Deathscapes

The River 7f - This River

Deathscapes

Representations: This River

[imagecaption] Screenshot of opening poem ‘indians’ by Katherena Vermette, ‘This River’.  [/imagecaption]


‘So many people have lost their lives in the Red River — either by violence, chance, or choice — and only a few have ever been found…’

Katherena Vermette


[BREAK]


‘I do if for my sister – she’s [been] missing since November 2010. I don’t hope to find her in here but if she is, I want to get her. The police won’t do it, nobody else will.’

Kyle Kematch


The documentary, ‘This River‘ begins with a poem by Katherena Vermette that speaks to the mass of hidden Indigenous bodies that the Red River holds and conceals. The community led initiative ‘Drag the Red’ which inspired the film, highlights the search efforts carried out by families hoping to find their missing loved ones – a stark contrast to the extreme indifference of state authorities. As volunteers without the resources of a police department, search the river, they pull out underwear, strands of hair and miscellaneous objects. In doing so, they face the unsettling prospect that they could uncover a body known to them. Filmed almost entirely on the river and centred on the experiences of Indigenous people who continue to search for their loved ones, the viewer gets a sense of how expansive and powerful the river is and at times the overwhelming nature of the task that has been set.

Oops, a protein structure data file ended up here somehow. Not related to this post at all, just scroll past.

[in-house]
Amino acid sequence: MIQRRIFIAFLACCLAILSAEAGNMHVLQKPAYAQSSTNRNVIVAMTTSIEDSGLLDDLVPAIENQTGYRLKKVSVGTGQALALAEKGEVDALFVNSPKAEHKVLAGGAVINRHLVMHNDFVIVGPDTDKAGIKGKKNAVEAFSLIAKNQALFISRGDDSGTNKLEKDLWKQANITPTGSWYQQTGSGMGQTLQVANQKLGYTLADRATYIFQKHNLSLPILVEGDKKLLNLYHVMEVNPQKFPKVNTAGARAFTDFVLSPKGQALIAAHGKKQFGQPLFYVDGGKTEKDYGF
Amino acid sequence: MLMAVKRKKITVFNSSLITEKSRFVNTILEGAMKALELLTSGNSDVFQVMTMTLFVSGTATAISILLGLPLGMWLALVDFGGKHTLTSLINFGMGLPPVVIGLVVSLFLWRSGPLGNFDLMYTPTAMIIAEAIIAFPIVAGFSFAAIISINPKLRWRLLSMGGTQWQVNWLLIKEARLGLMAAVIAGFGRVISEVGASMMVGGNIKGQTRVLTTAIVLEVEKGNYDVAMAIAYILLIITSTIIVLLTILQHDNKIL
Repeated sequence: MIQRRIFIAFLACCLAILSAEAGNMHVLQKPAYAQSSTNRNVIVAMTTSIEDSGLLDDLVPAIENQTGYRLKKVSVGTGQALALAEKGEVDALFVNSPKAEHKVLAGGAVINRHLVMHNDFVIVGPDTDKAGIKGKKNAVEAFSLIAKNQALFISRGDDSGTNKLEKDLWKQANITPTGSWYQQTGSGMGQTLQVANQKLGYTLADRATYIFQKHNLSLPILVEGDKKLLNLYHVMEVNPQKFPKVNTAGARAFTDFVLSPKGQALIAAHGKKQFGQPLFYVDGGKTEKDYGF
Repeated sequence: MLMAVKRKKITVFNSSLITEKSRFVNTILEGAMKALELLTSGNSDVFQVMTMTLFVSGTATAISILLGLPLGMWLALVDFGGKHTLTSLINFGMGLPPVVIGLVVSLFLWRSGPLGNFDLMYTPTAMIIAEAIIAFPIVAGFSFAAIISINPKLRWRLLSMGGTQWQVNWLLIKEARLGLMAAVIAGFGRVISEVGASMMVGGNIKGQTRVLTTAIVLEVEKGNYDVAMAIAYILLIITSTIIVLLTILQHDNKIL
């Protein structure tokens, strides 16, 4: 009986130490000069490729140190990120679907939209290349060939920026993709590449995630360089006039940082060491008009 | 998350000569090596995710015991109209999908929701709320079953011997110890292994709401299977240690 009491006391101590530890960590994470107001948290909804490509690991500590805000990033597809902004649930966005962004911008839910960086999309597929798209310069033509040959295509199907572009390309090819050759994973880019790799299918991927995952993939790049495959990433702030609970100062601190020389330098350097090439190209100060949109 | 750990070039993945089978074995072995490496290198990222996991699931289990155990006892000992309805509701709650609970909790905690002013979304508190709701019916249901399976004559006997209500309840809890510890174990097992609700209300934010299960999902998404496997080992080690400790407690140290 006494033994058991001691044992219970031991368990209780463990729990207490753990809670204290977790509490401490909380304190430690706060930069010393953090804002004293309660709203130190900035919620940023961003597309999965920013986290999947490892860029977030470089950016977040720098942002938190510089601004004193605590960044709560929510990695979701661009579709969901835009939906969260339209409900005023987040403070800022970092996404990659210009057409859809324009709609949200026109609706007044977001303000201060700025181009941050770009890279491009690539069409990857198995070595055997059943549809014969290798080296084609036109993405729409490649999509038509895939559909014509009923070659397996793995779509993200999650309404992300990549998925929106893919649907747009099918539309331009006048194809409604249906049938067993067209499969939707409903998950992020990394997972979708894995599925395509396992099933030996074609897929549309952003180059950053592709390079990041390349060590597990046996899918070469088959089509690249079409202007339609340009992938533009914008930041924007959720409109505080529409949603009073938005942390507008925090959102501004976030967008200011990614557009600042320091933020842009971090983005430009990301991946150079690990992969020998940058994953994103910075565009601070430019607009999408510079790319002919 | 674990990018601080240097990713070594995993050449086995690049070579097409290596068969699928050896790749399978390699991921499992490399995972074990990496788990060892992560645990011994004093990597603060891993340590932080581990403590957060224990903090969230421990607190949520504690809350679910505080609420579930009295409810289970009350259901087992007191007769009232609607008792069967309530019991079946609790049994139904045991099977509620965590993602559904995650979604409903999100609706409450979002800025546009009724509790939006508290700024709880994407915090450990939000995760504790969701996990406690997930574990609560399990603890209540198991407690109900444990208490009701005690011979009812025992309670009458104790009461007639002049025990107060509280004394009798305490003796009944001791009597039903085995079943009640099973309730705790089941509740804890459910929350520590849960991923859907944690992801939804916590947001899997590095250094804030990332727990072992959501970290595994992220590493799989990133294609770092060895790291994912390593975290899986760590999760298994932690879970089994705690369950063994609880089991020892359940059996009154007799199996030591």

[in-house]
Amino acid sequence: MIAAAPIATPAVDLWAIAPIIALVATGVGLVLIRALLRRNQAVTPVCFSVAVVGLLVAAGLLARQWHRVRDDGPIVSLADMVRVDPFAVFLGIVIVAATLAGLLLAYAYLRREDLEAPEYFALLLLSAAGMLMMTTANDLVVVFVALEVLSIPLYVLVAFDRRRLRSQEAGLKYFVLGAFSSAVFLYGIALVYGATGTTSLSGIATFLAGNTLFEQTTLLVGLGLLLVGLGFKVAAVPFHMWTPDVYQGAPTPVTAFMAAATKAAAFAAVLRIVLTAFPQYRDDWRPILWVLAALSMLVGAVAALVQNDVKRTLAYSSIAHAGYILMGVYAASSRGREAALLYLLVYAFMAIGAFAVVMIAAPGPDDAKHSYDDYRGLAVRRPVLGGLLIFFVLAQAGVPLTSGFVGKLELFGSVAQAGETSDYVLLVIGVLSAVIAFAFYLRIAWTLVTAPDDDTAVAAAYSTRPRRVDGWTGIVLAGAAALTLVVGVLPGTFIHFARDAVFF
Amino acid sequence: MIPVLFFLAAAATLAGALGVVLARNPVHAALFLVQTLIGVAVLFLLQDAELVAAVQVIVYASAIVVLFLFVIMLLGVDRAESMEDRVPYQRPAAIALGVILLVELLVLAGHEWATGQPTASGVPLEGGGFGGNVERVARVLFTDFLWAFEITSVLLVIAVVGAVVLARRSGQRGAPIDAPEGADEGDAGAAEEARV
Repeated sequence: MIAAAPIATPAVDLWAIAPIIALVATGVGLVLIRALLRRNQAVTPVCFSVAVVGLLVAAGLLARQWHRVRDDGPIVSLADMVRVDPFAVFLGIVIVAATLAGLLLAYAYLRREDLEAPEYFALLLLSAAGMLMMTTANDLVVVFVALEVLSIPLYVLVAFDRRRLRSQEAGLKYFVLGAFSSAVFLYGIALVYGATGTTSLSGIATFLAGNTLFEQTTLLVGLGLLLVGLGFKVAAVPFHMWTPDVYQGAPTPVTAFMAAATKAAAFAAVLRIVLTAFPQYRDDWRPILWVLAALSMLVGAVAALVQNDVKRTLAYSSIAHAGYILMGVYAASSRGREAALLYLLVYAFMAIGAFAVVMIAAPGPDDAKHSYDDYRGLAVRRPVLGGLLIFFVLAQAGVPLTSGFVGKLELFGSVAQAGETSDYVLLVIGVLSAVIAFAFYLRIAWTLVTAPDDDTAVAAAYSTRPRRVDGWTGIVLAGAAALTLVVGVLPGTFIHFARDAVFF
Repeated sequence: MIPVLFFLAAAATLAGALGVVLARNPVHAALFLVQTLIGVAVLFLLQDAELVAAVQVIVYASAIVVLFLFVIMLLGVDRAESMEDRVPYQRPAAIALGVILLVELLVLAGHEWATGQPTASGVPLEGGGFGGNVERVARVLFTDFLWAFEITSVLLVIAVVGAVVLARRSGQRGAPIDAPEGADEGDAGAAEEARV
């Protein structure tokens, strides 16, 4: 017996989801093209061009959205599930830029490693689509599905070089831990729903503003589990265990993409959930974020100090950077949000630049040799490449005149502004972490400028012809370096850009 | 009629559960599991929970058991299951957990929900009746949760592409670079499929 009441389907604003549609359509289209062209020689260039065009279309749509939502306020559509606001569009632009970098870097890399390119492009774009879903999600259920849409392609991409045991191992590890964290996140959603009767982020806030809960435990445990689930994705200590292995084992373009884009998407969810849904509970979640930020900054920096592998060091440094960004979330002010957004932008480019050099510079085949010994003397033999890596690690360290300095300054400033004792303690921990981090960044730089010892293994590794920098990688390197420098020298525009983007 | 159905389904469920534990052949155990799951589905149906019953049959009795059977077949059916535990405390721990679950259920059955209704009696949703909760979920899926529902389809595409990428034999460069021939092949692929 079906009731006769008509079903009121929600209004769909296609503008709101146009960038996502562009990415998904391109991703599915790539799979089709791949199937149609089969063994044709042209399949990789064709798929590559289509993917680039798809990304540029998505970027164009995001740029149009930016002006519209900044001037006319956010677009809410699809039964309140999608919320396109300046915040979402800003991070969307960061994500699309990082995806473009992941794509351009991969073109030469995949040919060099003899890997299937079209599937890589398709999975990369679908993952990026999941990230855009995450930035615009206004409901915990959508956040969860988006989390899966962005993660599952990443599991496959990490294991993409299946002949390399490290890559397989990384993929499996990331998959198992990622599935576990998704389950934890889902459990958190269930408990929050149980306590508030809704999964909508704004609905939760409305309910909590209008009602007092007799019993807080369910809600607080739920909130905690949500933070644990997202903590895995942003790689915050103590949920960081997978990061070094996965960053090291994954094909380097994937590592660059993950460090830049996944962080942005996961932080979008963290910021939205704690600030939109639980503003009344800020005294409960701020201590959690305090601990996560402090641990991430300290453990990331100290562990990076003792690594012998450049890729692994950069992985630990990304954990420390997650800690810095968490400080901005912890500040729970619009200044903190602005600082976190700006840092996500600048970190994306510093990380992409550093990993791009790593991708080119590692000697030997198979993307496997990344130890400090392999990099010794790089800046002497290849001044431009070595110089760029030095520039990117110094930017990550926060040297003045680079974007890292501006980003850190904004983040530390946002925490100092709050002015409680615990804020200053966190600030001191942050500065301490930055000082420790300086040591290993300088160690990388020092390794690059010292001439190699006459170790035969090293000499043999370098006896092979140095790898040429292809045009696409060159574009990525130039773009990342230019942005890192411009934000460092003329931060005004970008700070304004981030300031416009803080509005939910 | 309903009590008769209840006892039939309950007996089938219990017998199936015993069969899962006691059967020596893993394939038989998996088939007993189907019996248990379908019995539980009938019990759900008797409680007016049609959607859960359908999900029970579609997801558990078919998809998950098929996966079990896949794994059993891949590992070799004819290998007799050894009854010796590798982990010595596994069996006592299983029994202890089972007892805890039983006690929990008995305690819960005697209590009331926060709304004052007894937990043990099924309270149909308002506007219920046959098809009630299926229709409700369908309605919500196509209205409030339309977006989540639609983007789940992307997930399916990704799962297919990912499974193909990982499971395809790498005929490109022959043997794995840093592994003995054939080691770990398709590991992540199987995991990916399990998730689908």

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Aboriginal and Torres Strait Islander viewers are respectfully advised that this website contains images of and references to deceased persons.

All viewers are respectfully advised that the site contains images of and references to the deaths in custody of Indigenous peoples, Black people and refugees that may cause distress.

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